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Justice Department to investigate the practices of the Louisville Police Department

The news of a probe comes a little over a year after Breonna Taylor was fatally shot by several LMPD officers.

LMPD LawOfficer.com

The Justice Department will conduct an investigation into the practices of the Louisville Metro Police Department (LMPD), Attorney General Merrick Garland announced on Monday (April 26).

According to CNN, the news of a probe comes a little over a year after the death of Breonna Taylor, a 26-year-old Black woman who was fatally shot by LMPD officers during a botched raid. Her death sparked nationwide protests and the police department came under scrutiny for how her case was handled.

While speaking at the Justice Department’s headquarters, Garland referred to Taylor’s death as he announced the investigation, which he said “will assess whether (LMPD) engages in a pattern or practice of using unreasonable force, including with respect to people involved in peaceful expressive activities.”

“It will determine whether LMPD engages in unconstitutional stops, searches and seizures, as well as whether the department unlawfully executes search warrants on private homes,” Garland said, adding that “it will also assess whether LMPD engages in discriminatory conduct on the basis of race, or fails to perform public services that comply with the Americans with Disabilities Act. Investigation will include comprehensive review of the Louisville police department policies and training.”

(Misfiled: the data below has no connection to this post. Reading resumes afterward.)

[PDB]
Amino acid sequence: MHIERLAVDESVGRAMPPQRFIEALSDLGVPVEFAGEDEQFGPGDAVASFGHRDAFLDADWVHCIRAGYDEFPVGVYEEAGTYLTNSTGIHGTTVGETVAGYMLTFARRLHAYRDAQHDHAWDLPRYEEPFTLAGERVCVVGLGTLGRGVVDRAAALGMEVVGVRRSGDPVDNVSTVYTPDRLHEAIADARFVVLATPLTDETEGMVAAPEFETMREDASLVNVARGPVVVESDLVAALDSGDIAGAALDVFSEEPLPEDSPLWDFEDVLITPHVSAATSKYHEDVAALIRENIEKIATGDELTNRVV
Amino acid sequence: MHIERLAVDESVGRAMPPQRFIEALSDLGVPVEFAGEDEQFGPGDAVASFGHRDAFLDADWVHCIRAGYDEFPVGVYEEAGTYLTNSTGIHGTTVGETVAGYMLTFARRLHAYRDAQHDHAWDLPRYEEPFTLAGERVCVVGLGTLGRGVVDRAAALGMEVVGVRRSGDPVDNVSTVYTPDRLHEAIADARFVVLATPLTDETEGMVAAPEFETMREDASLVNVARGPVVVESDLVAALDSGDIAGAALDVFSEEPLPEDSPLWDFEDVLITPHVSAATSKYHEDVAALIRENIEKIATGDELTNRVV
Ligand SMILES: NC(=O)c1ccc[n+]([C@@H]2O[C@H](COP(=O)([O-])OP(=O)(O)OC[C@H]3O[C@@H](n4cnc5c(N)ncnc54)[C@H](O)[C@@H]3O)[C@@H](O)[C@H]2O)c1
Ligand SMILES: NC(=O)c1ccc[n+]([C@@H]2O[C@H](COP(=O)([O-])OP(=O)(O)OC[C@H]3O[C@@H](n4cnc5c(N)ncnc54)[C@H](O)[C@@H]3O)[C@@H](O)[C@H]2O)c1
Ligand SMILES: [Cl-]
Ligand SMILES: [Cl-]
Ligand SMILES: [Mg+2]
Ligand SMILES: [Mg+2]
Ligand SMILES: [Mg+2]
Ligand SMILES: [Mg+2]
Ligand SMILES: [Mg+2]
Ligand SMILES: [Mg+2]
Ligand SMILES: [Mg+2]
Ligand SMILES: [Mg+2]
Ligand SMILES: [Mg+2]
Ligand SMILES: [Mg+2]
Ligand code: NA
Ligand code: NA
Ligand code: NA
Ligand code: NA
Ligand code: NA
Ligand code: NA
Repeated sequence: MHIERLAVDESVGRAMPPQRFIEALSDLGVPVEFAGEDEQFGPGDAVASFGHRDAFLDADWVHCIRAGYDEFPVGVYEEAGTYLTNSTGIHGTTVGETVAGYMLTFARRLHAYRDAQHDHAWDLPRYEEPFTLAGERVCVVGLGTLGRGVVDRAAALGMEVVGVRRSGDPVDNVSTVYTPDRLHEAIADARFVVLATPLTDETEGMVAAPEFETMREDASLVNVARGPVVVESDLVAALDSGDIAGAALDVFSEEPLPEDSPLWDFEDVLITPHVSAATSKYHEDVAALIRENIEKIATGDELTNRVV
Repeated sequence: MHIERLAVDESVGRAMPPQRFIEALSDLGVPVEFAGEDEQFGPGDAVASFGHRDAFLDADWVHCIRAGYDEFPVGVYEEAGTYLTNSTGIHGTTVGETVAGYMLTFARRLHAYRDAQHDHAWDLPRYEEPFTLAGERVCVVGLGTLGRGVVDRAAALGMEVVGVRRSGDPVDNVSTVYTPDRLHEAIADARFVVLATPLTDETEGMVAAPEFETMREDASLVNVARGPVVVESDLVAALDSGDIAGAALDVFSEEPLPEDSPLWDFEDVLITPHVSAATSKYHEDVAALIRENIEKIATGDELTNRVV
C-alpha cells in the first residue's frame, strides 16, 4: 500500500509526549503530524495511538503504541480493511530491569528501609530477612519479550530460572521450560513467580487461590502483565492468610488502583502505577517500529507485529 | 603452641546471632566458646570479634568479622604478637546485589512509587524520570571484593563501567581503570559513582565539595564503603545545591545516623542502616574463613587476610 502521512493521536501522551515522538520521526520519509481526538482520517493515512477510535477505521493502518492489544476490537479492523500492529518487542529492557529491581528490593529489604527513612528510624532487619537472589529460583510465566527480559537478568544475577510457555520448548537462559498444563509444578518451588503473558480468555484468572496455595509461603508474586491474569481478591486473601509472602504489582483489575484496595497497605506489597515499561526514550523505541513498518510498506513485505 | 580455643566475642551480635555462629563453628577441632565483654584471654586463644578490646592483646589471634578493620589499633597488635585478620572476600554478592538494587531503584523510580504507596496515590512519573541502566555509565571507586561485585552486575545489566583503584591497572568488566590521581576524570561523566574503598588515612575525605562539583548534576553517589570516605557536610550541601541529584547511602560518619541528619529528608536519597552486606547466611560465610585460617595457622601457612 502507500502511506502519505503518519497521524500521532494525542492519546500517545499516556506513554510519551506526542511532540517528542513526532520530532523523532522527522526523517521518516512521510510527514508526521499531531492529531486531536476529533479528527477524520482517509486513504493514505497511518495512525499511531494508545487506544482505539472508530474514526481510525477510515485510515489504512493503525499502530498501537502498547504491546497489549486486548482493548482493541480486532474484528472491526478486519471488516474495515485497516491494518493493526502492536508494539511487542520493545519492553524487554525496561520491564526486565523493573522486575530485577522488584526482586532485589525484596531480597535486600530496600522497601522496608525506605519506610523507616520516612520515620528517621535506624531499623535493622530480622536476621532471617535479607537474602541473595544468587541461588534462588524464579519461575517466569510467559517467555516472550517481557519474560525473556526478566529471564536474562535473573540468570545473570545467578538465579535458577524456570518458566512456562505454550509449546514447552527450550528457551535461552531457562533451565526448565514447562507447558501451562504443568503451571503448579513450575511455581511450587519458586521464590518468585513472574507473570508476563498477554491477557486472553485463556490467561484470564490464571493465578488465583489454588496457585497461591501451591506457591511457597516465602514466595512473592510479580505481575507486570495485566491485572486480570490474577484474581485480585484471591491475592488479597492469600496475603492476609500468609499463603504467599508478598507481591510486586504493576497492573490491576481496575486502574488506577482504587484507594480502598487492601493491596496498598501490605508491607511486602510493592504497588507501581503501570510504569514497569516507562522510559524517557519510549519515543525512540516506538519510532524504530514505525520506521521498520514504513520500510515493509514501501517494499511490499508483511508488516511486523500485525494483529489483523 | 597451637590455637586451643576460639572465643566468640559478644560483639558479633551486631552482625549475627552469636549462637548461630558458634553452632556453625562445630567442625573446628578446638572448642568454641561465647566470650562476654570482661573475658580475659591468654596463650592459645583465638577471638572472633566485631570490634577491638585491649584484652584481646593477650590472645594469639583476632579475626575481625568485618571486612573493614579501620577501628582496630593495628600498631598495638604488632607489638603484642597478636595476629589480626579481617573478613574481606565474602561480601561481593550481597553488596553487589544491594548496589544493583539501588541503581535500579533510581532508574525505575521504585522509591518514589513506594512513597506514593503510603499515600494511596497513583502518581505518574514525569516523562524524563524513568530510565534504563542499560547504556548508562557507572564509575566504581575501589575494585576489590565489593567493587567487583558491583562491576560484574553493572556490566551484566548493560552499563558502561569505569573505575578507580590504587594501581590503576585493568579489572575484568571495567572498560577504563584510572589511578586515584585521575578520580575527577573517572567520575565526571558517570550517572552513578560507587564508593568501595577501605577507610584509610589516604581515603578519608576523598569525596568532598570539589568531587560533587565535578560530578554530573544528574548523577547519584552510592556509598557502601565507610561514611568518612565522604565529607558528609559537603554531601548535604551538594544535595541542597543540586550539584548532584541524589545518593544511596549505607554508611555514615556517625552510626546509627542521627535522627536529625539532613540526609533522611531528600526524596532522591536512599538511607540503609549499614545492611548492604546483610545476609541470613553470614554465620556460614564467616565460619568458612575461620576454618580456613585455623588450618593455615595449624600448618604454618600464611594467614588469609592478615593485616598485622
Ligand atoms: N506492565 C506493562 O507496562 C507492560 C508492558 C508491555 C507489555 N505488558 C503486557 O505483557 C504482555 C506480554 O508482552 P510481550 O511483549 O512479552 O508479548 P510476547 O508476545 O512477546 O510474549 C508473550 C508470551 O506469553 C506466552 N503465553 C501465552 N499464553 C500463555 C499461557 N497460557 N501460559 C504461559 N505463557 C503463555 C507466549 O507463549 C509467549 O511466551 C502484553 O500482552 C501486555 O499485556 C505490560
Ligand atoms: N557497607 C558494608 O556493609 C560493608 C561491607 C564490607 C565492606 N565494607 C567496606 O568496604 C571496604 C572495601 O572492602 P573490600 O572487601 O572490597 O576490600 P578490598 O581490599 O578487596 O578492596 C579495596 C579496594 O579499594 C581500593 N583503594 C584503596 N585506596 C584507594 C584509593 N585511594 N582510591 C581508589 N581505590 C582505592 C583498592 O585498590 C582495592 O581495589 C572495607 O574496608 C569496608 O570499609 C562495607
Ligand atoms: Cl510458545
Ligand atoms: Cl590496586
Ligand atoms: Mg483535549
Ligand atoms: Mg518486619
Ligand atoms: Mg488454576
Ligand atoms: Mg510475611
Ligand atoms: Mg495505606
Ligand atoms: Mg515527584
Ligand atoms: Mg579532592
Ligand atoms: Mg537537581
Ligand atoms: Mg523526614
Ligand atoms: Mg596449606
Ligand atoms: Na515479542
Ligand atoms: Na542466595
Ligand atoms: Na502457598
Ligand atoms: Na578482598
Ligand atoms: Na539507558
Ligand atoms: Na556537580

The attorney general said that “if there’s reasonable cause to believe there is a pattern or practice of constitutional or statutory violations,” the Justice Department “will issue a public report of our conclusions” and will “aim to work with the city and police department to arrive at a set of mutually agreeable steps that they can take to correct and prevent unlawful patterns and practices.”

None of the LMPD officers who were involved in Taylor’s shooting were charged for her death. Former LMPD Det. Brett Hankison was charged with three counts of wanton endangerment for blindly firing into the apartments of her neighbors, which endangered the lives of three people, including a pregnant woman, a man and a child.

Attorney Sam Aguiar, who represents Taylor’s family, told CNN that the probe is “absolutely wonderful news,” adding that they’ve “known for a long time that our police department is plagued by issues that are continuously swept under the rug.”

The investigation will be led by the department’s civil rights division.

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